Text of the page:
It’s true that a recent storm struck the University of Nebraska at Kearney and peeled back part of the library roof, causing water damage to some of the books on the second floor. But don’t be fooled: UNK has impressive momentum these days, undeterred by that temporary setback.
In an era when so many medium-sized institutions of higher learning make the mistake of trying to copy larger universities, UNK takes a different, sensible path.
It pursues a clear long-term mission: Maintaining a high quality of instruction and student support, with an emphasis on individualized attention.
While major boosts in enrollment make strategic sense for the larger campuses in the NU system, UNK commendably focuses on keeping its student and faculty numbers manageable in order to maintain a low student-teacher ratio (currently at 16-to-1). That emphasis makes sense, given that around 40 percent of UNK’s 5,300 undergraduates are first-generation college students.
Chancellor Doug Kristensen and other UNK leaders have shown that they understand the school’s distinctive niche and are making sound strategic decisions to support that mission.
A great example comes from the UNK library itself. The west end of the library’s second floor took the brunt of the storm damage, but look at what’s going on at the east end, which was essentially unscathed.
The east end is home to UNK’s Learning Commons, a large, heavily used set of group study areas packed with computers, tables and writing boards where students gather to work on group projects and receive help from writing coaches and peer tutors. The Learning Commons is a key resource in UNK’s efforts to boost academic achievement.
“It’s a collaborative learning environment,” Kristensen told The World-Herald. “It’s been really beneficial to our first-generation students as far as their study skills and preparing for finals.”
UNK has worked hard to build a sense of place around central campus. Although renovations of residence halls cause unavoidable housing complications during construction, the end results from two recent projects at UNK are impressive.
First was the thoughtful decision to retain the vintage 1930s interior flavor of the venerable Men’s Hall for honors students. Second was the imaginative creation of University View, a glass-lined lounge, study lounge and meeting room in the attractive archway at the Antelope-Nester residence hall complex. (A future NU Board of Regents meeting surely is in the offing there.)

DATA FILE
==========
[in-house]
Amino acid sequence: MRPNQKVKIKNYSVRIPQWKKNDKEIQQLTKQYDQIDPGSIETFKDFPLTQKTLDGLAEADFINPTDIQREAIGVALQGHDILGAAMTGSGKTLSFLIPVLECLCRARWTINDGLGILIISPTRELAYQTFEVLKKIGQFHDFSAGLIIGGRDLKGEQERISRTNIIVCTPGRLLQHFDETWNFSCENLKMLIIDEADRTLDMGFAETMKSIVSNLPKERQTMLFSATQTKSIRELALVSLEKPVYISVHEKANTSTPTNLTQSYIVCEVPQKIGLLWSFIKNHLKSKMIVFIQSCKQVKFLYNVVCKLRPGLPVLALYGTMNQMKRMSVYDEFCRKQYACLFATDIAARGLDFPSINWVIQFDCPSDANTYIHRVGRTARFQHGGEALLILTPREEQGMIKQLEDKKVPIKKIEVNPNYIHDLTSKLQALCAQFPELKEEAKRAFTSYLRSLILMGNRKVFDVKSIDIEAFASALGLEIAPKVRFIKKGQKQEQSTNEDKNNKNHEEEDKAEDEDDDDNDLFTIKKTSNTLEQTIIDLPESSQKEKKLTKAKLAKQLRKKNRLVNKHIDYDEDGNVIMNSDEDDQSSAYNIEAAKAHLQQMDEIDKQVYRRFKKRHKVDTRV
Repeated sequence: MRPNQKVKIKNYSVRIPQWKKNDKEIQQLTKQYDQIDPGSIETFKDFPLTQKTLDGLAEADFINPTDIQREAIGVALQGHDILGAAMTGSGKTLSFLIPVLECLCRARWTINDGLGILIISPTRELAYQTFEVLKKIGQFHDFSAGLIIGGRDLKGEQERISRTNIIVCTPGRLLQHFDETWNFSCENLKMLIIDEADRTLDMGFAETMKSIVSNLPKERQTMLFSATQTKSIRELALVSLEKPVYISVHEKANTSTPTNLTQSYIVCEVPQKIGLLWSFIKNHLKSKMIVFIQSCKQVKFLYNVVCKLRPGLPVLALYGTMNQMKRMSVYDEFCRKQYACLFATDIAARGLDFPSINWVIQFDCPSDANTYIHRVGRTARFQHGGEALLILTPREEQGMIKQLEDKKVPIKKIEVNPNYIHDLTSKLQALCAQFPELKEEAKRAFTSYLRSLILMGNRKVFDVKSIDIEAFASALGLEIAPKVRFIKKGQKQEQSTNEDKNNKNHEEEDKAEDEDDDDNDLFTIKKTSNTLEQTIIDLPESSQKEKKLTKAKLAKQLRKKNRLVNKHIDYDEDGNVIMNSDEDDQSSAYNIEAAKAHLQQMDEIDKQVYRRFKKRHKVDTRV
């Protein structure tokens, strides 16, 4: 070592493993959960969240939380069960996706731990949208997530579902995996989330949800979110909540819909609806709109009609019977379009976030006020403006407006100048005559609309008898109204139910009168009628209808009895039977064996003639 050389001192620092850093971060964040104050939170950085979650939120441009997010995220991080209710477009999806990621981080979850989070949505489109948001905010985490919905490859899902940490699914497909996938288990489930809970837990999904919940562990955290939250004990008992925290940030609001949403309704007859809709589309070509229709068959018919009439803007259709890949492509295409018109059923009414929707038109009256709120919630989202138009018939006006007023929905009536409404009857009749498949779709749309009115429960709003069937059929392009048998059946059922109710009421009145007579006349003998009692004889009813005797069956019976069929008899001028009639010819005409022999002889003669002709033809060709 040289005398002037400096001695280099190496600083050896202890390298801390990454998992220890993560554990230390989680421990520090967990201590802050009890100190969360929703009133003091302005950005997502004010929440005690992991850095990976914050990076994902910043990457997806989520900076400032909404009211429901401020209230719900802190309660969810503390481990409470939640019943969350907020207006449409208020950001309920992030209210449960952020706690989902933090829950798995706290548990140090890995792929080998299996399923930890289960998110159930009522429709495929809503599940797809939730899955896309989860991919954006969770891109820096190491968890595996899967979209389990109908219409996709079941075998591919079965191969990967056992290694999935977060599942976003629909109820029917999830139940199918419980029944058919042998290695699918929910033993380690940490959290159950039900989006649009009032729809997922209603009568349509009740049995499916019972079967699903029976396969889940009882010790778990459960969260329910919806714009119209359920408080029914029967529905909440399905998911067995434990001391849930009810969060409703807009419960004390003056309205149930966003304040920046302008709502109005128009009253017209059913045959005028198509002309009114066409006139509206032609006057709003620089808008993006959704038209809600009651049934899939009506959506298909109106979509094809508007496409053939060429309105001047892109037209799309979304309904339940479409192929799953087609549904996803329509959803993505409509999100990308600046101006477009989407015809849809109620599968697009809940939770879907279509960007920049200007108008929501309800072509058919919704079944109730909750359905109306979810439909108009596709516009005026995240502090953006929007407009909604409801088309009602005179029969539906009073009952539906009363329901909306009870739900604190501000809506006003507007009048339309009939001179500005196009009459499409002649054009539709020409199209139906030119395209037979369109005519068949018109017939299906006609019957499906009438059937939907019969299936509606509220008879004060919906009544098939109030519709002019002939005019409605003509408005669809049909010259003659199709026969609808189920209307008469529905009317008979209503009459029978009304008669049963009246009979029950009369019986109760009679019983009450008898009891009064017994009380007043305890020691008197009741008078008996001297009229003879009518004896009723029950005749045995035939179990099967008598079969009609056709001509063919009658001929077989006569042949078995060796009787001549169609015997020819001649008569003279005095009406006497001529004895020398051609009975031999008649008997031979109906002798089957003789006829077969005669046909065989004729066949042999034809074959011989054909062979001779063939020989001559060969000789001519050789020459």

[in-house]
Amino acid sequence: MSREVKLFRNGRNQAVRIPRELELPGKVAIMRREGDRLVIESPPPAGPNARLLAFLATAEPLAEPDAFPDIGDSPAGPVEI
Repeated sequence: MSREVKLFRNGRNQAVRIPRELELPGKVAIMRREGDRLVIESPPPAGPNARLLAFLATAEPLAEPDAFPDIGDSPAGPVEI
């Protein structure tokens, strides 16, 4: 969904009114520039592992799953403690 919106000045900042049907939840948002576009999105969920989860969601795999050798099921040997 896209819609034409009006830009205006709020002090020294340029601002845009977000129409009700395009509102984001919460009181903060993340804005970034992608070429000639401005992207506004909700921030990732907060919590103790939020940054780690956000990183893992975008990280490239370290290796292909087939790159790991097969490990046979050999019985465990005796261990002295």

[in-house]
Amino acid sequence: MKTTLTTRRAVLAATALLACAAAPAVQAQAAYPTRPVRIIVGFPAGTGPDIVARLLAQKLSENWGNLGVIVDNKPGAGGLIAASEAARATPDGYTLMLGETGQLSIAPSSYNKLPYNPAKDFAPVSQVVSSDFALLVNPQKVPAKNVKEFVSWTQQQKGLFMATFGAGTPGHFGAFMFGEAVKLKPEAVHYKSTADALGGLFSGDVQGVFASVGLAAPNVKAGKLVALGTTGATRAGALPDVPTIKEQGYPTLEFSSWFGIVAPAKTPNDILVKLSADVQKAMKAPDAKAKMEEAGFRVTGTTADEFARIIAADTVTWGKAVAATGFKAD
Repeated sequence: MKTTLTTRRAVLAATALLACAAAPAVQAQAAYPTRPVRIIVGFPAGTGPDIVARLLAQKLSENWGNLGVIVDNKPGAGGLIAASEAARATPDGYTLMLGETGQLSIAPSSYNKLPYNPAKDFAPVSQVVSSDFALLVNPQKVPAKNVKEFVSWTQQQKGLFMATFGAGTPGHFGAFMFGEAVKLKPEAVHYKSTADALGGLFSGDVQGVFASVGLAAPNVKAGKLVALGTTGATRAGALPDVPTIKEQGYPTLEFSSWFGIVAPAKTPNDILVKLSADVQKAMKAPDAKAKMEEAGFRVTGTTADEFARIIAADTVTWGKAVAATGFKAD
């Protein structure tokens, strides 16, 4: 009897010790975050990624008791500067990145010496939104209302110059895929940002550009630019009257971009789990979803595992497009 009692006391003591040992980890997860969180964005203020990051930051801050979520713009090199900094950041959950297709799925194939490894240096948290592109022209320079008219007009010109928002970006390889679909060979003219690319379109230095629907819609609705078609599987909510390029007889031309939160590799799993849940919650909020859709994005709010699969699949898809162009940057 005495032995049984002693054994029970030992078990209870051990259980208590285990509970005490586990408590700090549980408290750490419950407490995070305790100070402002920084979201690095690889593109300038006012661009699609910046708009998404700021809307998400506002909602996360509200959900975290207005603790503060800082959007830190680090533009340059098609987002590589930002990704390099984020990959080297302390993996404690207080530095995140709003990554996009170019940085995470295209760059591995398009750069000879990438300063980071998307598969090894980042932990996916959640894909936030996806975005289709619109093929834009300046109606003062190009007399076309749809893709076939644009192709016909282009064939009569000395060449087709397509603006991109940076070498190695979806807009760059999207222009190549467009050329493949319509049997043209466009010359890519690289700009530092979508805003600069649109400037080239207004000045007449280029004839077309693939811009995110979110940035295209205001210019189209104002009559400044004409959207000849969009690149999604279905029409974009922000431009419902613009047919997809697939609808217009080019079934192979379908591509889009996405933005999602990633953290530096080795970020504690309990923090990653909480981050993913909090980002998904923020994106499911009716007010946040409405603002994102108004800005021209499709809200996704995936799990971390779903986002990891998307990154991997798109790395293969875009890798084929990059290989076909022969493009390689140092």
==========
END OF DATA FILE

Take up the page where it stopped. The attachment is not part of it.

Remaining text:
Among other positive developments:
>> Strong public use of UNK facilities, including programs at the state-of-the art planetarium and community sporting events at Foster Field.
>> A growing number of international students (now around 500), with strong recent success in China and South Korea, plus increasing opportunities for UNK’s Nebraska students to study abroad.
>> The selection of Richard Miller, a UNK professor of psychology, as a U.S. Professor of the Year for outstanding undergraduate instruction by the Council for Advancement and Support of Education and the Carnegie Foundation.
>> A focus by UNK’s more than 30 graduate programs on high-quality instruction and student involvement in research. UNK has more than 1,900 graduate students.
>> A survey in which 75 percent of recent UNK graduates said they plan to stay in Nebraska.
UNK also benefited from impressive philanthropic contributions. Donations from the late Ron and Carol Cope continue to be invaluable on the sports facilities front. And Good Samaritan Hospital was generous with its $1 million gift to support UNK’s landmark allied health venture with the University of Nebraska Medical Center.
That UNK-UNMC collaboration will bring to the Kearney campus new programs that will greatly boost Nebraska’s supply of medical professionals, including nurses, physician assistants, physical therapists, clinical laboratory scientists and radiographers. The allied health complex will be on the far western edge of the UNK campus, adjacent to another Kearney success story, The Buckle.
No, damage from a single storm will not stop the momentum at UNK, a university powered by a clear vision and surehanded leadership.